While child care appeared to provide additional resources for children from single-parent households, the authors summarize, children from two-parent households “shifted from receiving otherwise strong one-on-one parental care at home to reductions in many parent-child activities coupled with potentially less effective higher adult-child ratio caregiving away from home.” Thus, a “significant portion of the negative effects of subsidized child care on developmental outcomes derives from changes in how parents in two-parent families invest into their children,” they conclude.

In his Family Studies post, Haspel also emphasizes the suggestion made by Chaparro et al. that child care may improve parenting by reducing parental stress. However, he fails to note their specific finding that child care’s effects on the quality of maternal care “differ sharply” by maternal education. For low SES women, child care increased the quality of maternal care substantially. But among mothers with a bachelor’s degree or higher, it had no effect.

Moreover, Kottelenberg and Lehrer cite contrary research showing that participation in child care actually increases the likelihood that children are “subjected to working parents affected by potentially higher levels of stress.” Parental preference could partially explain these differential responses: Child care may reduce stress for parents who prefer fewer hours of parenting, while increasing it for parents who prefer parenting more. In other words, high-quality child care is not an intrinsic good, as Chaparro et al. show; rather, its value depends on the nature of the tradeoffs that families make between maternal and non-maternal care.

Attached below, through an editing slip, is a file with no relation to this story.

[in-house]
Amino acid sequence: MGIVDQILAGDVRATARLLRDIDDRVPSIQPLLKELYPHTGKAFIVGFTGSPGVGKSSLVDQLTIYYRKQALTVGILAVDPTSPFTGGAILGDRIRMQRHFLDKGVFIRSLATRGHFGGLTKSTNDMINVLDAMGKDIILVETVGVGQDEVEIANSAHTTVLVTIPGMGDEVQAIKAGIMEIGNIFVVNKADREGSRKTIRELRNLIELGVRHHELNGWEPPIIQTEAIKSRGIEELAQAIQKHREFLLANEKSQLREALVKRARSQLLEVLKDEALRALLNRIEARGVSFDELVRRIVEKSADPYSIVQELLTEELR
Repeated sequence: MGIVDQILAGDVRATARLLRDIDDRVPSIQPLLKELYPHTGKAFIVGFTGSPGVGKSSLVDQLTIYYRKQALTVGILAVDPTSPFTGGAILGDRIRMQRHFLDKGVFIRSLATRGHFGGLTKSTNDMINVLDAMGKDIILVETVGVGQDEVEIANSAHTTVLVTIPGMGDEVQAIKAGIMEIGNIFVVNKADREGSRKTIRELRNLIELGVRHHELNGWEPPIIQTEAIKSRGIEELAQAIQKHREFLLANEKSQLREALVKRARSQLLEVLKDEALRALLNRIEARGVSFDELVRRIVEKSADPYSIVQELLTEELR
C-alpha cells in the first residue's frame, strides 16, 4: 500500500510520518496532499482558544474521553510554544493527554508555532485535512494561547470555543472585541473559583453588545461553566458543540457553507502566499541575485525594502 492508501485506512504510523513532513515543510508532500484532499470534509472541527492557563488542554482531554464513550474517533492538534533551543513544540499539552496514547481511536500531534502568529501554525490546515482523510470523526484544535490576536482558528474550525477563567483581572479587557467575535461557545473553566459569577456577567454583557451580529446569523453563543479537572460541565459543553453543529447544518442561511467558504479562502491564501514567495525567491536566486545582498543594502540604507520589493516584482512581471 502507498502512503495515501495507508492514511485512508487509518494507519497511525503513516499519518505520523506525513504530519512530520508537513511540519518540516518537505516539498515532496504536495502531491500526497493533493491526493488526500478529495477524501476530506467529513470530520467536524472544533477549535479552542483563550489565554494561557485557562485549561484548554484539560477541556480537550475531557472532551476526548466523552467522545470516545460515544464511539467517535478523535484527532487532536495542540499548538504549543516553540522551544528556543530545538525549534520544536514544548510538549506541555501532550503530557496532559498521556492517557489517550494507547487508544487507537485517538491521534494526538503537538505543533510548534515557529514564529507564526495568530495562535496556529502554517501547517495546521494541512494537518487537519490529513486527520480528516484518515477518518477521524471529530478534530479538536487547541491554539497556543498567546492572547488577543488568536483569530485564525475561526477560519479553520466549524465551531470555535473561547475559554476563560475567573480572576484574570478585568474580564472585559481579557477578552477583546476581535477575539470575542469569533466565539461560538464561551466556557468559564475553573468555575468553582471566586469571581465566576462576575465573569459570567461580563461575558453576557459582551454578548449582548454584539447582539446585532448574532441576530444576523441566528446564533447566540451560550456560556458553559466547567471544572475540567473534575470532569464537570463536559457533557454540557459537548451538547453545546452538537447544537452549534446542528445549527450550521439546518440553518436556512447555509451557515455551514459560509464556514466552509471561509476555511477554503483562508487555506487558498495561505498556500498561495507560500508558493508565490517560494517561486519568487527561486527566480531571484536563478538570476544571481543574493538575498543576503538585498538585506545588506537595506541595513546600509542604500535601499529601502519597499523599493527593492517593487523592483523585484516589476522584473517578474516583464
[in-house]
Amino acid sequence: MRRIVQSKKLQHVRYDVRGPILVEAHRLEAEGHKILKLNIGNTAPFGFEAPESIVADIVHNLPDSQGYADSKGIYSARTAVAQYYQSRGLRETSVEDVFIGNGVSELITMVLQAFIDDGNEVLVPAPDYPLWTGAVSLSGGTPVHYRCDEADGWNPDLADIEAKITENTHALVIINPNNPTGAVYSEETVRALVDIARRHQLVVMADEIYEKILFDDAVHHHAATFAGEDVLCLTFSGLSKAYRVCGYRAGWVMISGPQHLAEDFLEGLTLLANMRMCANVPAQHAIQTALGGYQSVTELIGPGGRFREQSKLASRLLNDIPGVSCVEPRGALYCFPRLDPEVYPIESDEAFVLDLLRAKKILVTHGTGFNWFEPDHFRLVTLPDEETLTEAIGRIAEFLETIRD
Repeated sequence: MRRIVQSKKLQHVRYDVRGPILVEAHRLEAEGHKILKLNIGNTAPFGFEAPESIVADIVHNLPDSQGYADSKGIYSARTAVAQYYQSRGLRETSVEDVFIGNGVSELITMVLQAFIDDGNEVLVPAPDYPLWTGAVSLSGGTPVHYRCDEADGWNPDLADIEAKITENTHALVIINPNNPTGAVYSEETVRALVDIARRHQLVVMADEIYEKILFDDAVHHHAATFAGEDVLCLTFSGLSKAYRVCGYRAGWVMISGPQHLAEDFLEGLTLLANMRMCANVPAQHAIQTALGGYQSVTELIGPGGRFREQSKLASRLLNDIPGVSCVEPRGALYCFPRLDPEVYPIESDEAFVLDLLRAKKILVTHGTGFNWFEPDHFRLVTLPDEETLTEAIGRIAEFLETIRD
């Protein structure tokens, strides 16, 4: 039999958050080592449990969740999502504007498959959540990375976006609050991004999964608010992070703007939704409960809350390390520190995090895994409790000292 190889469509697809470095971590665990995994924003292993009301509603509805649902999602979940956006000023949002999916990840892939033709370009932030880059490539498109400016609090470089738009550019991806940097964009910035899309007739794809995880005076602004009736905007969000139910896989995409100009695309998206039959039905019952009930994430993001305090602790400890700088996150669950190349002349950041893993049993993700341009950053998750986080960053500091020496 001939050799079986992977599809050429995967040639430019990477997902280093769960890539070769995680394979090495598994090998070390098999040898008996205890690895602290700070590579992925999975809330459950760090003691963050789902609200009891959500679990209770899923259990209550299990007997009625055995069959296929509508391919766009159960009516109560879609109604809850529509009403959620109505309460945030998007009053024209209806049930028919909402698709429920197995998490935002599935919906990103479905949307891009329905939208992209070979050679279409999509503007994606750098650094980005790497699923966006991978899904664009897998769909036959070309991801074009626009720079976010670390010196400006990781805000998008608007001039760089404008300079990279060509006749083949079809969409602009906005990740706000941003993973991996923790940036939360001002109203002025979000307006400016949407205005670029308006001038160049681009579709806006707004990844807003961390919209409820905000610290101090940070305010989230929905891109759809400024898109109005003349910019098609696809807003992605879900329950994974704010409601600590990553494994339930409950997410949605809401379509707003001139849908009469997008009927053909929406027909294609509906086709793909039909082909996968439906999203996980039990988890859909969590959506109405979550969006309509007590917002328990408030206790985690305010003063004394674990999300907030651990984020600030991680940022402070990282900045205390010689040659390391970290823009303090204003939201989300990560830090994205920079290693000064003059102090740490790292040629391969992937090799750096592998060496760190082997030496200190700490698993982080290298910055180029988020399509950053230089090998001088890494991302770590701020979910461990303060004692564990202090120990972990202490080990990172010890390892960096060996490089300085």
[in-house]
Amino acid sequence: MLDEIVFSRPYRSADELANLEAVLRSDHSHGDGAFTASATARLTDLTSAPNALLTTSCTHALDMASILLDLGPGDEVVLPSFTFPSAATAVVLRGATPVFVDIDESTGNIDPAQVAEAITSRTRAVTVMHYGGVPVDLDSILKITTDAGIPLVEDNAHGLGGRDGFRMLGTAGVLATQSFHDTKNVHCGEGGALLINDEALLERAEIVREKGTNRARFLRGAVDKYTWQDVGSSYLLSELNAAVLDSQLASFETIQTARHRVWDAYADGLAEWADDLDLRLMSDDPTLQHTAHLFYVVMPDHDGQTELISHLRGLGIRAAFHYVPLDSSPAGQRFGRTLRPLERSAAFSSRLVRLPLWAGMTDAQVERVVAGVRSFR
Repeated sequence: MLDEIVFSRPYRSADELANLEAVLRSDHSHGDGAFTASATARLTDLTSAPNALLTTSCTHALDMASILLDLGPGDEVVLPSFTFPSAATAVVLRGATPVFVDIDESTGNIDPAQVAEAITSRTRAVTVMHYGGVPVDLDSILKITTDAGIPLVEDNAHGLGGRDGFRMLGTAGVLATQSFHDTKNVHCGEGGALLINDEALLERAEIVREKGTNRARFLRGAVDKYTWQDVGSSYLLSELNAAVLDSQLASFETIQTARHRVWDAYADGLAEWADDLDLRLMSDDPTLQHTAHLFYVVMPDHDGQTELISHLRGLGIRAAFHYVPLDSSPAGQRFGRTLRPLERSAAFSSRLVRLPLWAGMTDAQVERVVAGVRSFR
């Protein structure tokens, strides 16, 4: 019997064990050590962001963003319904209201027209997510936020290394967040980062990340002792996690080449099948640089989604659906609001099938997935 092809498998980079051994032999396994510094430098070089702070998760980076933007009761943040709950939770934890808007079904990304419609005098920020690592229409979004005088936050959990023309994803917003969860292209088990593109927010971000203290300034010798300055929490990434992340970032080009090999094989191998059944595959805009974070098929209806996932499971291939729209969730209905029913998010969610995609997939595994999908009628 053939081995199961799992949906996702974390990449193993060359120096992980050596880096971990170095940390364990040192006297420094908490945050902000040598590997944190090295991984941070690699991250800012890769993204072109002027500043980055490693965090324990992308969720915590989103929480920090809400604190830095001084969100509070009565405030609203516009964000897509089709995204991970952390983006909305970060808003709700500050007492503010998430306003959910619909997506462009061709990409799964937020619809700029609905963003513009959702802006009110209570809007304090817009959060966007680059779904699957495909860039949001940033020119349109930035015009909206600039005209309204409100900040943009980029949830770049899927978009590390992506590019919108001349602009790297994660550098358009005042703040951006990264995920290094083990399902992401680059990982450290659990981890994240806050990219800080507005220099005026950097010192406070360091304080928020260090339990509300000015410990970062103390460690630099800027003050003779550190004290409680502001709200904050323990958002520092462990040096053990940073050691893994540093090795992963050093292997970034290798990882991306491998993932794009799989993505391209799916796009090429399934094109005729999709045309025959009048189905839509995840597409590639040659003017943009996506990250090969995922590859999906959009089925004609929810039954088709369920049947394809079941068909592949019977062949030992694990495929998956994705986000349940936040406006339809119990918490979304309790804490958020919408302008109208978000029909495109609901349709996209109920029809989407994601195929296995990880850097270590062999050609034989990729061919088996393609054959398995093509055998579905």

Lack of Research on the Effects on Infants and Toddlers 

Haspel refers to a large body of research yielding the consensus finding that child care has no harmful effects on children. Yet, in addition to the findings of negative effects described above, of the five program investigations he cited, two explicitly note that very little research has been conducted on the effects of child care on infants and toddlers—clearly precluding any meaningful consensus on its effects for children under age three. Felfe and Lalive characterize existing research as “inconclusive,” noting that scholars are “hotly” debating “whether ECC helps or hinders children's development.” Drange and Havnes, too, emphasize that “evidence on how childcare affects the development of toddlers is largely missing,” describing researchers’ persistent concern that separation of infants and toddlers from a primary caregiver “may cause stress and anxiety… with potentially adverse effects on children's development.”

What About Universal Child Care?